Clearly this isn't a mainstream application, but the very fact that it's possible is impressive for an all-in cost below £3000 for the graphics card and displays.

We’ve got two examples of the new Radeon HD 5870 graphics card on our test bench. The first is from HIS Digital and the second from Sapphire. However, they are both reference designs so there's nothing to choose between them in terms of the design, cooling system or clock speeds. We also have an HIS HD 5850 which looks identical to the 5870 only a bit shorter. Both brands come complete with the usual accessories and a voucher for a free copy of Dirt 2 on Steam, due for release on 11 December.

AMD Radeon HD 5850

Radeon HD 5850

Testing was carried out on an Intel DX58SO motherboard with a Core i7 965 processor, 3GB of Ram and an Intel SSD. We used both Windows Vista and Windows 7 RC in the hope that we might see some benefit from the new DX11 operating system. One of the games we used for testing is Battle Forge which has recently been patched to support DX11. Alas, we didn’t see any benefits. One possible reason is that Windows 7 RC is rumoured to have an incomplete version of DX11 that will be patched when Windows 7 is released.

3DMark Vantage Results

AMD Radeon HD 5850

Longer bars are better

AMD Radeon HD 5850

Battle Forge DX11 Average Framerate
1920 x 1080, Very High quality

AMD Radeon HD 5850

Framerates in frames per second (f/s)
Longer bars are better

AMD Radeon HD 5850

Far Cry 2 DX10 Average Framerate
1920 x 1080, Ultra High quality

AMD Radeon HD 5850

Framerates in frames per second (f/s)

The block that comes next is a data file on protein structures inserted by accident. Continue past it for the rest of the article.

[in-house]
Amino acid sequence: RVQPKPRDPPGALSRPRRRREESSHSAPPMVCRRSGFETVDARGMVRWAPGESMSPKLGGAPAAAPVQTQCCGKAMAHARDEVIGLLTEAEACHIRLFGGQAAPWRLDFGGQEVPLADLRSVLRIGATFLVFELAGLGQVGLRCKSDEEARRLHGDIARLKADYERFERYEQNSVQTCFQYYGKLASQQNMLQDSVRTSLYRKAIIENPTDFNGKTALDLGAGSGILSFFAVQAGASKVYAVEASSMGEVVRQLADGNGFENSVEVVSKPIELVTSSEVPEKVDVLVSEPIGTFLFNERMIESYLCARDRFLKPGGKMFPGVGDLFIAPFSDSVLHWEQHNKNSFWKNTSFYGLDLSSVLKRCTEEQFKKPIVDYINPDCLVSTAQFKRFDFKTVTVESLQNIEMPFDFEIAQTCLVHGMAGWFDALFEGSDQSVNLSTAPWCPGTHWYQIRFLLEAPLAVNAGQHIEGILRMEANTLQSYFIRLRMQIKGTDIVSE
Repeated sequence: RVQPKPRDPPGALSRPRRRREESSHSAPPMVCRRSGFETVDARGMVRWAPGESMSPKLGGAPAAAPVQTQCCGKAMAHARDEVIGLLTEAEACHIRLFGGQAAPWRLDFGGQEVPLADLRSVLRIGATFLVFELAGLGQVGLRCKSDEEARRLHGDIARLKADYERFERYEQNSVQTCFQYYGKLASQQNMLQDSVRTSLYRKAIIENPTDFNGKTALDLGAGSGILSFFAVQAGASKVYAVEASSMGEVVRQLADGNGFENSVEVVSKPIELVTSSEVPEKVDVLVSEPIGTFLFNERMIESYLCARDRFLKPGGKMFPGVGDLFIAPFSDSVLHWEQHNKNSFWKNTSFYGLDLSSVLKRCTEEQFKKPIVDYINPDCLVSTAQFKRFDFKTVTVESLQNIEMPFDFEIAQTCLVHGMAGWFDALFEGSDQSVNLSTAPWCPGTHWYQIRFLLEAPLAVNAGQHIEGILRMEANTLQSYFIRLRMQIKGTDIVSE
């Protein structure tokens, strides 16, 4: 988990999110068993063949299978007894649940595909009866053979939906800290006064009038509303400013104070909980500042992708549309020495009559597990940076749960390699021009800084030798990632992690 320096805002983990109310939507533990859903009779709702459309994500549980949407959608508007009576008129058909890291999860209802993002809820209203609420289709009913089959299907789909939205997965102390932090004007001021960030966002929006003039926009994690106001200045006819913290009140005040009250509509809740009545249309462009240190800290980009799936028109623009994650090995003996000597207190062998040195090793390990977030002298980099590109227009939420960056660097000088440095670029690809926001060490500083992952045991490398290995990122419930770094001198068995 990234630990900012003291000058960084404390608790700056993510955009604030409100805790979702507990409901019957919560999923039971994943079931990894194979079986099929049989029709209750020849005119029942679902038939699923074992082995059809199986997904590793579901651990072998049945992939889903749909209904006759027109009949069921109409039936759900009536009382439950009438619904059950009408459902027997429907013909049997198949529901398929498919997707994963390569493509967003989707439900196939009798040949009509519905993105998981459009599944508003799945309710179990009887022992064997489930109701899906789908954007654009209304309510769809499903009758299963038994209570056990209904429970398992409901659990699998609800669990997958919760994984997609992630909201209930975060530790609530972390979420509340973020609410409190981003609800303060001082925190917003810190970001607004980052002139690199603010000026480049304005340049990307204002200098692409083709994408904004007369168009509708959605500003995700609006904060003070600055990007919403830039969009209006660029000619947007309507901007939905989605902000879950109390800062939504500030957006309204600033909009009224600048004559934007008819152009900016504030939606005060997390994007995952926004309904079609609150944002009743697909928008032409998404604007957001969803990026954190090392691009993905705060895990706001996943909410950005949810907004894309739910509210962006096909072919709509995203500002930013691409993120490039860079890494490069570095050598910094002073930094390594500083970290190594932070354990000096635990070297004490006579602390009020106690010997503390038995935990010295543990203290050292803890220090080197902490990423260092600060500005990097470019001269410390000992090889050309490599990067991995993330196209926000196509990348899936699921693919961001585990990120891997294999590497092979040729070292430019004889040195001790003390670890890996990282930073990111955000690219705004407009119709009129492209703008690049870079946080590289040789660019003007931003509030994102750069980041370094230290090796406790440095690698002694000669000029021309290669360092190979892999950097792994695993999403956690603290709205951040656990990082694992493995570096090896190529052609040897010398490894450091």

Longer bars are better

AMD Radeon HD 5850

System Power Draw

AMD Radeon HD 5850

Power Draw in Watts (W)

AMD Radeon HD 5850

The graphs on the previous two pages tell the tale of the HD 5850 and 5870 very clearly indeed. If you replace your HD 4890 - already a fine graphics card - with an HD 5850, you’ll save 35-50W of power draw and will gain 25 per cent gaming performance. Opt for HD 5870 and the increase in performance is a staggering 50 per cent and you still get the benefit of the reduced power draw.

Battle Forge

DirectX 11 patches are already beginning to appear

If you fancy a couple of extra frames per second you can overclock the card using the Overdrive section of the Catalyst drivers. We found the HD 5850 would go from 725MHz/4000MHz to 765MHz/4300MHz, while the HD 5870 rises from 850MHz/4800MHz to 890MHz/5000MHz. On the downside, the extra clock speed increased the loaded power draw by 20W.

Noise levels are far lower than any other high-performance AMD graphics card and they are directly comparable with Nvidia's GTX 285.

The introduction of HD 5000 has led to a reduction in HD 4000 prices and there are bargains to be had. The HD 4890 now sells for £140, the HD 4850 has fallen from £110 to £80, and the HD 4830 has vanished from the shelves altogether.

That makes the £299 HD 5870 look rather expensive but, at £199, the HD 5850 is a snip.

Verdict

Editor's Choice

The new HD 5000 chips deliver stacks of DirectX 11 performance yet they are both cool and quiet, and the price isn’t too painful. Bring on Windows 7 and DirectX 11 games – we’re ready! ®